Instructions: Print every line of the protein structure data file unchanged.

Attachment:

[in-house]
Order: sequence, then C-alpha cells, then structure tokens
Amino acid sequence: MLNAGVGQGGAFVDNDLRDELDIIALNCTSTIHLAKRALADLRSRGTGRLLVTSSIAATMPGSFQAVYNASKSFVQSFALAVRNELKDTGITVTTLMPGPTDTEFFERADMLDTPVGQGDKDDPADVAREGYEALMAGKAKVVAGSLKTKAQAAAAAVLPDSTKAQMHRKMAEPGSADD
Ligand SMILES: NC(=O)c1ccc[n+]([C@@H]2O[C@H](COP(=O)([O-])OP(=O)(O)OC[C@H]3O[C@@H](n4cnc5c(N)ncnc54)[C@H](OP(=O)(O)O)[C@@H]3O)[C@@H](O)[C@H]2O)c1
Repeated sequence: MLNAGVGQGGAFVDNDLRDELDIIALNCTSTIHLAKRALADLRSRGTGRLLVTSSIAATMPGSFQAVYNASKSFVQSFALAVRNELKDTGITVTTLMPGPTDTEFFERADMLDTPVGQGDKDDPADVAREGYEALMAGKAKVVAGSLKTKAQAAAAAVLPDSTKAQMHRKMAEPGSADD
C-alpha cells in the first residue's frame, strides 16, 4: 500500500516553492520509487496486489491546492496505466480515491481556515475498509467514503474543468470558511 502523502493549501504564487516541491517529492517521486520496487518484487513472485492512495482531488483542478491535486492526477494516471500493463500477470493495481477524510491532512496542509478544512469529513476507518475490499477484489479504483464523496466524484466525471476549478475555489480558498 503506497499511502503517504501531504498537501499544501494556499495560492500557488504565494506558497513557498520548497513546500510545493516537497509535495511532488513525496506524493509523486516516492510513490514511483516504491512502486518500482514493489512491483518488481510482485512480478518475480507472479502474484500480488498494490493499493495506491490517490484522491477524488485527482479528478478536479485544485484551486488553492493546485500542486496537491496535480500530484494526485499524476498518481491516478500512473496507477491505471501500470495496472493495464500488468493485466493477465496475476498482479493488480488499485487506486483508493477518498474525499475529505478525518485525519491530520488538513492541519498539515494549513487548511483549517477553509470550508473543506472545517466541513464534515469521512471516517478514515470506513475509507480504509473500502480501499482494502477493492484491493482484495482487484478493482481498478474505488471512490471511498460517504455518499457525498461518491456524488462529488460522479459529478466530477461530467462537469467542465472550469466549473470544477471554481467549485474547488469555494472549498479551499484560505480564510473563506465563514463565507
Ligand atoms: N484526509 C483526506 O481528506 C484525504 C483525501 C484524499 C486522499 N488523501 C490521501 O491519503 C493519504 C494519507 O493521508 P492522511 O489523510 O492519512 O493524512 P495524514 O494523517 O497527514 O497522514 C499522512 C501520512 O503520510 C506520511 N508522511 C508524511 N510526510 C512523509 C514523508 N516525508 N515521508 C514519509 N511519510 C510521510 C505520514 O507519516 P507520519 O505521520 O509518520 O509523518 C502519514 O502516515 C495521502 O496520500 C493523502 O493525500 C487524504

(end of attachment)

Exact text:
[in-house]
Order: sequence, then C-alpha cells, then structure tokens
Amino acid sequence: MLNAGVGQGGAFVDNDLRDELDIIALNCTSTIHLAKRALADLRSRGTGRLLVTSSIAATMPGSFQAVYNASKSFVQSFALAVRNELKDTGITVTTLMPGPTDTEFFERADMLDTPVGQGDKDDPADVAREGYEALMAGKAKVVAGSLKTKAQAAAAAVLPDSTKAQMHRKMAEPGSADD
Ligand SMILES: NC(=O)c1ccc[n+]([C@@H]2O[C@H](COP(=O)([O-])OP(=O)(O)OC[C@H]3O[C@@H](n4cnc5c(N)ncnc54)[C@H](OP(=O)(O)O)[C@@H]3O)[C@@H](O)[C@H]2O)c1
Repeated sequence: MLNAGVGQGGAFVDNDLRDELDIIALNCTSTIHLAKRALADLRSRGTGRLLVTSSIAATMPGSFQAVYNASKSFVQSFALAVRNELKDTGITVTTLMPGPTDTEFFERADMLDTPVGQGDKDDPADVAREGYEALMAGKAKVVAGSLKTKAQAAAAAVLPDSTKAQMHRKMAEPGSADD
C-alpha cells in the first residue's frame, strides 16, 4: 500500500516553492520509487496486489491546492496505466480515491481556515475498509467514503474543468470558511 502523502493549501504564487516541491517529492517521486520496487518484487513472485492512495482531488483542478491535486492526477494516471500493463500477470493495481477524510491532512496542509478544512469529513476507518475490499477484489479504483464523496466524484466525471476549478475555489480558498 503506497499511502503517504501531504498537501499544501494556499495560492500557488504565494506558497513557498520548497513546500510545493516537497509535495511532488513525496506524493509523486516516492510513490514511483516504491512502486518500482514493489512491483518488481510482485512480478518475480507472479502474484500480488498494490493499493495506491490517490484522491477524488485527482479528478478536479485544485484551486488553492493546485500542486496537491496535480500530484494526485499524476498518481491516478500512473496507477491505471501500470495496472493495464500488468493485466493477465496475476498482479493488480488499485487506486483508493477518498474525499475529505478525518485525519491530520488538513492541519498539515494549513487548511483549517477553509470550508473543506472545517466541513464534515469521512471516517478514515470506513475509507480504509473500502480501499482494502477493492484491493482484495482487484478493482481498478474505488471512490471511498460517504455518499457525498461518491456524488462529488460522479459529478466530477461530467462537469467542465472550469466549473470544477471554481467549485474547488469555494472549498479551499484560505480564510473563506465563514463565507
Ligand atoms: N484526509 C483526506 O481528506 C484525504 C483525501 C484524499 C486522499 N488523501 C490521501 O491519503 C493519504 C494519507 O493521508 P492522511 O489523510 O492519512 O493524512 P495524514 O494523517 O497527514 O497522514 C499522512 C501520512 O503520510 C506520511 N508522511 C508524511 N510526510 C512523509 C514523508 N516525508 N515521508 C514519509 N511519510 C510521510 C505520514 O507519516 P507520519 O505521520 O509518520 O509523518 C502519514 O502516515 C495521502 O496520500 C493523502 O493525500 C487524504